HS2’s carbon emissions

There’s  a question that people interested in green issues should ask themselves before they decide about HS2, the proposed new high speed railway.

“Will HS2 definitely help us reduce carbon emissions?”

HS2 Ltd have looked into this.   They say “the impact of HS2 on carbon emissions is both complex and highly uncertain.”    (P178 of their main report.)

They say that there will be some negative effects on transport emissions from running HS2.

They say that the overall effect of running HS2 could be increased carbon emissions.

They say that at most HS2 might produce a reduction of 0.3% of transport emissions in the UK.

HS2 Ltd’s own conclusion (p180) is that ” HS2 would not be a major factor in managing carbon in the transport sector.”

HS2 cannot be part of a strategy to reduce carbon emissions: the promoters of the scheme tell you that.  If carbon emissions matter to you, decide carefully about HS2.

9 comments to “HS2’s carbon emissions”
  1. my worry is that if we dont have hs2 giving extra capacity and travel demand does increase that the roads will be overwhelmed and pollution levels will increase. lets remember that combustion engined vehicles cause other pollutants then co2 which are more immediately dangerous to humans. and electric cars and trucks, like electric trains need to have their electricity generated somehow. i agree with renewable resources but there is a question that they can totally replace fossil fuels, but might make them last a bit longer. i just read that china’s energy demands have now overtaken the usa – must be all those high speed trains ha ha !!!! nuclear scares the you know what out of me unless the fusion reactor can be made to work as it supposedly produces very few radioactive byproducts.

  2. Nick certainly has an enjoyable style. I certainly relished the idea of the supporters of HS Rail in California, Spain, France, Japan, China etc. hating their countries so much they have built, or plan to build, High Speed Rail networks. I think I’m right in saying they are all bigger countries with lower population density than UK, other than Japan. Japan was the first into HSR and their economic performance in the last two decades has been described as an ‘economic basket case’. Not very convincing evidence of the economic benefits of HSR. Size and population density are critical to the economic case for HSR. Even in the USA they are very cautious about investing. Also see their definition of HSR, I can assure you it is not 400 kph! (See Cato Institute view).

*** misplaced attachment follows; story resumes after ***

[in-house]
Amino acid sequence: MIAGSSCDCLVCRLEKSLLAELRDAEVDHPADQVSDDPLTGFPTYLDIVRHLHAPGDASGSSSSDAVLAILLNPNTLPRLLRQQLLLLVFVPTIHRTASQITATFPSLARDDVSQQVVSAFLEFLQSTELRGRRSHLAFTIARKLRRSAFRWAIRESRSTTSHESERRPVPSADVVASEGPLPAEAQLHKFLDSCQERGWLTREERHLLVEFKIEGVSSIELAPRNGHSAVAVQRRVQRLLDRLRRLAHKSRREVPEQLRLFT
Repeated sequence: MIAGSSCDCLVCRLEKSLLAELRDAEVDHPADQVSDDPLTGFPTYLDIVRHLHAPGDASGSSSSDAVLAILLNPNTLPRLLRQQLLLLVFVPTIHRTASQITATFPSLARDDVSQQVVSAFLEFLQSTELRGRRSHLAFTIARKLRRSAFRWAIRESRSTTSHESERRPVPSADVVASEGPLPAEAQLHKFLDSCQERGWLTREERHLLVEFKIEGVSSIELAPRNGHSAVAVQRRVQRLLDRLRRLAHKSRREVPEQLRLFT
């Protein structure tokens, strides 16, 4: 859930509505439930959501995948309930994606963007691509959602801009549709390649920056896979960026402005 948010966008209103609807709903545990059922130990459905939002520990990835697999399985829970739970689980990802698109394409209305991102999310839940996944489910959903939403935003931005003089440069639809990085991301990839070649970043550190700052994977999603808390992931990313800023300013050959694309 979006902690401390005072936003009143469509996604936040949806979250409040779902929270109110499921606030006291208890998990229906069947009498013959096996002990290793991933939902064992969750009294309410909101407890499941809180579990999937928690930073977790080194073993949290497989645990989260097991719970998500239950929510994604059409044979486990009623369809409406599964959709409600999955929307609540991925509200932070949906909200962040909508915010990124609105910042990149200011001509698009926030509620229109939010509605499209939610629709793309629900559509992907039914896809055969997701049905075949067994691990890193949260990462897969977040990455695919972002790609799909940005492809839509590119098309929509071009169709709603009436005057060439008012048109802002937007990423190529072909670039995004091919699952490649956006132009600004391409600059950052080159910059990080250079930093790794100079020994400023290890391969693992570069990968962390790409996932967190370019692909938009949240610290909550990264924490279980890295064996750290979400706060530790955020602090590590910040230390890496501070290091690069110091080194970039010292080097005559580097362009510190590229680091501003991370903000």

The key issue is ‘are we making the right choice?’. We have, by definition, limited resources. Would we get ‘more bang for our buck’ by investing, for instance, in a fibre network providing High Speed Broadband for everyone. Where is this debate happening? I fear we are rushing to build a ‘Vicorian’ solution for a digital age. That doesn’t mean we shouldn’t be making investment in the rail network. Just don’t bet the farm! 15 years ago few businesses had email. Now everybody is complaining their ‘in boxes’ are full. What will society be like in 2026? Very different from now to be sure. Would you spend your own money on this project? Oh, of course, as a taxpayer you will be!

    • i think we have to remember that hs2 is really more hc2 – high capacity then just about speed.

      our roads and railways are very congested with current levels of usage. broadband and working from home etc may well reduce these levels of congestion but we dont have any proof by how much we can only speculate. also this does not mean that people may not still want to travel – how do we ration this ?

      it may be that people will not go abroad for holidays as much and take them in the uk instead. that would be good for the economy but increase domestic travel. as far as the planet is concerned some flights would therefore be replaced. but if the hopefully by then mostly electric railway is full then people will drive on holiday as they do now. in my opinion the railway fares also need to be cheaper and the railway also has to stop closing all the lines at the busiest holiday periods for works !